A two-sided P<0.05 was considered to be statistically significant. Statistical analyses were conducted using R Statistical Software, version 3.1.0 (Foundation for Statistical Computing, Vienna, Austria) and SAS software, version 9.3 (SAS Institute Inc., Cary, NC, USA). GLMM was performed with the GLIMMIX procedure of SAS and other analyses were performed using R.
Baseline demographic and clinical characteristics
A total of 661 patients were enrolled in this study, of whom 642 were evaluable for safety and 554 for efficacy (Figure 1). Seventy subjects were removed from the efficacy dataset because of lack of sufficient baseline information. The baseline demographic and clinical characteristics are summarized in Table 2. In the safety analysis set, the mean ± standard deviation (SD) age was 79.10±7.20 years, the mean disease duration was 0.73 years, and 4.98% of the patients were hospitalized at study entry. Among the subjects, 22.90% were using other anti-dementia drugs before study entry. According to the functional assessment of staging scale, most patients had mild (39.10%) or moderate (47.66%) AD at study entry, while the mean MMSE score was 18.95±5.04. The mean daily dose of galantamine was 15.01±4.76 mg and the mean duration of drug exposure was 343.44±202.30 days. Sixty-five patients (10.12%) received memantine combined with galantamine (memantine users).
Figure 1 Flow chart of subject disposition.
Table 2 Baseline demographic and clinical characteristics
Discontinuation during the observation period is summarized in Figure 2. The discontinuation rate was ~20% at 12 weeks, 40% at 48 weeks, and 46.73% after 72 weeks (Figure 2). Patients discontinued the study because of safety problems (31.08%), transfer to another hospital (24.32%), loss of contact (19.93%), personal choice (11.15%), and other reasons (13.51%). Post-hoc comparison between memantine users and non-users demonstrated a significantly lower discontinuation rate among memantine users than non-users (log-rank test, P=0.0051; Figure 2).
Figure 2 Kaplan–Meier curves for discontinuation during the observation period.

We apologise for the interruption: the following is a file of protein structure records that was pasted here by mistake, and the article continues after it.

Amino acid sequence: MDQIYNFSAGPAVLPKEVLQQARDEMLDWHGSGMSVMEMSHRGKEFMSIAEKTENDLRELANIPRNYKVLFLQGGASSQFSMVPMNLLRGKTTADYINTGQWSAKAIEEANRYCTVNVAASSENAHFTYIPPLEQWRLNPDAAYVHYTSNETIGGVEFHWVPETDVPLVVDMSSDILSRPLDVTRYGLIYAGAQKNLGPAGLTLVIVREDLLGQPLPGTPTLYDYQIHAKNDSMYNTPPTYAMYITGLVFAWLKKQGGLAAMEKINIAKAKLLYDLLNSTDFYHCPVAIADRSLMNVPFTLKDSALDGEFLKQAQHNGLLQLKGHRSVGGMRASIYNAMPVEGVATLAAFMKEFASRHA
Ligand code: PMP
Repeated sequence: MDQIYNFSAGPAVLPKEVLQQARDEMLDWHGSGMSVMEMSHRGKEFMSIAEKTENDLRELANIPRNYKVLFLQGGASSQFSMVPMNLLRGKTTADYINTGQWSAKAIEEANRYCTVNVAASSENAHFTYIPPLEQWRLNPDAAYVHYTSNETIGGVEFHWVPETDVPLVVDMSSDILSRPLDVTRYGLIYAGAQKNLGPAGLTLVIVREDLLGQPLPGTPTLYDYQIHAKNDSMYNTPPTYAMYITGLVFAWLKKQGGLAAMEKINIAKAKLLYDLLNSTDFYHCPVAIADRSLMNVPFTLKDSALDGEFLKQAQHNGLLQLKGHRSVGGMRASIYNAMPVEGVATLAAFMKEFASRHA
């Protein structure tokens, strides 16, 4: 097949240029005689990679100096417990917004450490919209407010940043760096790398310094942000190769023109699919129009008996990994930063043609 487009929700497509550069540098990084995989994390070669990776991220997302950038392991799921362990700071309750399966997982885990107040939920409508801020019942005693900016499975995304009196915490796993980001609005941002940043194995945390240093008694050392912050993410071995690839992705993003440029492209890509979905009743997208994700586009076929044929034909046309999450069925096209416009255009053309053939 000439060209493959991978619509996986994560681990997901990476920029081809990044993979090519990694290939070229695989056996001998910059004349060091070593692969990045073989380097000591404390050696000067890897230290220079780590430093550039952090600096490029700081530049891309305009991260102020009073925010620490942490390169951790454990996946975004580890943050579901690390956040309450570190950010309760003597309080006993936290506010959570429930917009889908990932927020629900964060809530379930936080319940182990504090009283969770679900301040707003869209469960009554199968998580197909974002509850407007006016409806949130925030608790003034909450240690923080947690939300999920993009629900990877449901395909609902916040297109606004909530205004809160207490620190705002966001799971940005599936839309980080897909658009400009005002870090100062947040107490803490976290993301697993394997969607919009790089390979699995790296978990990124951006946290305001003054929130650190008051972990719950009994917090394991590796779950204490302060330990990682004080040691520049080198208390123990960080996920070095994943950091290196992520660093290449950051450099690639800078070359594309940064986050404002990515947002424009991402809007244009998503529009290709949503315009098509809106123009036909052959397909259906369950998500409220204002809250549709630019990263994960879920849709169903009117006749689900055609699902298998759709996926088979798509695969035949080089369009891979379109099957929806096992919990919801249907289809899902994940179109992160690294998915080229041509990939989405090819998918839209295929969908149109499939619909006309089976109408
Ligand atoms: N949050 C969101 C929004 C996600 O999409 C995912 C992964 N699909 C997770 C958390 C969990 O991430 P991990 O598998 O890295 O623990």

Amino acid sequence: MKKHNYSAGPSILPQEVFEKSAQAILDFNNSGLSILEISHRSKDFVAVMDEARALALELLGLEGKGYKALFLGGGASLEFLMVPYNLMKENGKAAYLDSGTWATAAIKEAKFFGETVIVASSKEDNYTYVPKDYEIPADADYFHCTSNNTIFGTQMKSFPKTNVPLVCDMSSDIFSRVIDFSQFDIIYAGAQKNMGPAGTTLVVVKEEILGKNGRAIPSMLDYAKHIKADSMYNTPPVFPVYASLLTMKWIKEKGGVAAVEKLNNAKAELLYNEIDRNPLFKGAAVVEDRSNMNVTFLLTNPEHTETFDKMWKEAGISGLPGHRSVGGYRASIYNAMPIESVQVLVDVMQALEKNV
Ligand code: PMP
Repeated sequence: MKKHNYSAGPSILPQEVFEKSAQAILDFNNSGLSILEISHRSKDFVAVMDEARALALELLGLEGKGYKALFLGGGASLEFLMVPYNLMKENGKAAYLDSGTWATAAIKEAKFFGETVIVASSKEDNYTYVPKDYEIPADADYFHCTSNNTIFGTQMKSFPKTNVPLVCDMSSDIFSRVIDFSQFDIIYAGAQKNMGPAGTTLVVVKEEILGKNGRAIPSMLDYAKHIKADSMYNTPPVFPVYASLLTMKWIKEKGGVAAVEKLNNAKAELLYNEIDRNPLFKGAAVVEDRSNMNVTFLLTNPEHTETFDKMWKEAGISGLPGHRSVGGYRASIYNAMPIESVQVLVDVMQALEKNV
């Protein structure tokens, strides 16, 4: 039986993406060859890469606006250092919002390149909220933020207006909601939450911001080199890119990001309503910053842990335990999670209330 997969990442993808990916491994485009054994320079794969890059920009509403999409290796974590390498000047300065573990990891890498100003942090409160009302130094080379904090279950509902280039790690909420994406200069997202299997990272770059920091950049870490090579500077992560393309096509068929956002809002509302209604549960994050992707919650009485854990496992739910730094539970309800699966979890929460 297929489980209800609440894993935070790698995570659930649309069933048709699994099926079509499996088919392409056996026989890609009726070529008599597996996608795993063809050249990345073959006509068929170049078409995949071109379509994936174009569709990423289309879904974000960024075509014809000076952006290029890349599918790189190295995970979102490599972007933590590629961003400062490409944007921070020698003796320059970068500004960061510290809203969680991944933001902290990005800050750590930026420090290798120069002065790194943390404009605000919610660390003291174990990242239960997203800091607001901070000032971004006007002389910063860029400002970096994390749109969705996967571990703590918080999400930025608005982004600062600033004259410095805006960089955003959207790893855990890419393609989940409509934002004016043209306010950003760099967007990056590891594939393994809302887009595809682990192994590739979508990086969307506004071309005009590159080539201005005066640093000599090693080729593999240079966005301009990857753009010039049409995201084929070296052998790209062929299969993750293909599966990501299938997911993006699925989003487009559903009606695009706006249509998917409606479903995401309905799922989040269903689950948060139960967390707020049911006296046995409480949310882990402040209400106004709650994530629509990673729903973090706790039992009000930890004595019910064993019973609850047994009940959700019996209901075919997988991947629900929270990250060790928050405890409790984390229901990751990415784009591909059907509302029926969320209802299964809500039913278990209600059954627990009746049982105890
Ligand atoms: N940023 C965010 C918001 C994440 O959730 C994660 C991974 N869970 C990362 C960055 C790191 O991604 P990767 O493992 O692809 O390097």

Long-term effect of galantamine on cognitive function
Changes of the MMSE score during the observation period are shown in Figure 3. The mean change from baseline to 72 weeks was 0.71 according to OC analysis, 1.21 according to LOEF analysis, and 3.35 for the predicted outcome without treatment. GLMM revealed a significant interaction between these three cohorts and time (F(2,6427) =14.63, P<0.001). A post-hoc Tukey–Kramer test identified significant differences between the OC and predicted outcomes and between the LOEF and predicted outcomes at 36 weeks (OC vs predicted: t (3,403) =4.37, P=0.003; LOEF vs predicted: t (3,403) =3.96, P=0.016), at 48 weeks (OC vs predicted: t (3,403) =4.49, P=0.0018; LOEF vs predicted: t (3,403) =3.59, P=0.0599), at 60 weeks (OC vs predicted: t (3,403) =5.53, P<0.001; LOEF vs predicted: t (3,403) =4.16, P=0.0074), and at 72 weeks (OC vs predicted: t (3,403) =5.45, P<0.0001; LOEF vs predicted: t (3,403) =4.54, P=0.0014). Table 3 displays the patients whose MMSE scores were above, within, or below the predicted CI. After 1 year, OC analysis showed that 75.65% of patients had an MMSE score significantly above the predicted value without treatment, as did 71.43% of patients at 1.5 years. According to LOEF analysis, 57.79% of patients had an MMSE score significantly above the predicted value after 1 year and 55.75% at 1.5 years. The time course of the observation period in CGI-I is shown in Figure 4. At 1.5 years, 2.24% of patients were rated as “very much improved”, 10.45% were “much improved”, 32.46% were “minimally improved”, 33.21% were “no change”, 14.93% were “minimally worse”, 5.22% were “much worse”, and 1.12% were “very much worse”.
Table 3 Distribution of patient outcomes
Figure 4 Clinical Global Impression-Improvement score over time during the observation period.
At least one AE occurred in 28.50% of the patients. Table 4 shows AEs that occurred in >1% of the patients. The most frequently reported AEs were nausea (5.30%), decreased appetite (3.43%), vomiting (2.49%), insomnia (1.40%), agitation (1.09%), dizziness (1.09%), and headache (1.09%). At least one serious AE (SAE) occurred in 8.41% of the patients. Frequently reported SAEs occurring in at least two patients and the number of deaths are also listed in Table 4. The most common SAE was delusions (0.62%). Twelve deaths (1.87%) were reported during the study, with the causes being bronchial pneumonia (n=1, 0.16%), acute bronchitis (n=1, 0.16%), stomach cancer (n=1, 0.16%), aspiration pneumonitis (n=1, 0.16%), myocardial infarction/pneumonia (n=1, 0.16%), complete heart block (n=1, 0.16%), renal insufficiency (n=1, 0.16%), sepsis (n=1, 0.16%), drowning (n=1, 0.16%), and unknown (n=3, 0.47%).
Table 4 Adverse events (AEs) and serious AEs
The present study was designed to assess the long-term efficacy of galantamine in patients with mild-to-moderate AD in comparison with the natural disease trajectory predicted using a mathematical model, as well as investigating the safety and tolerability of galantamine therapy for AD in the real-world clinical setting.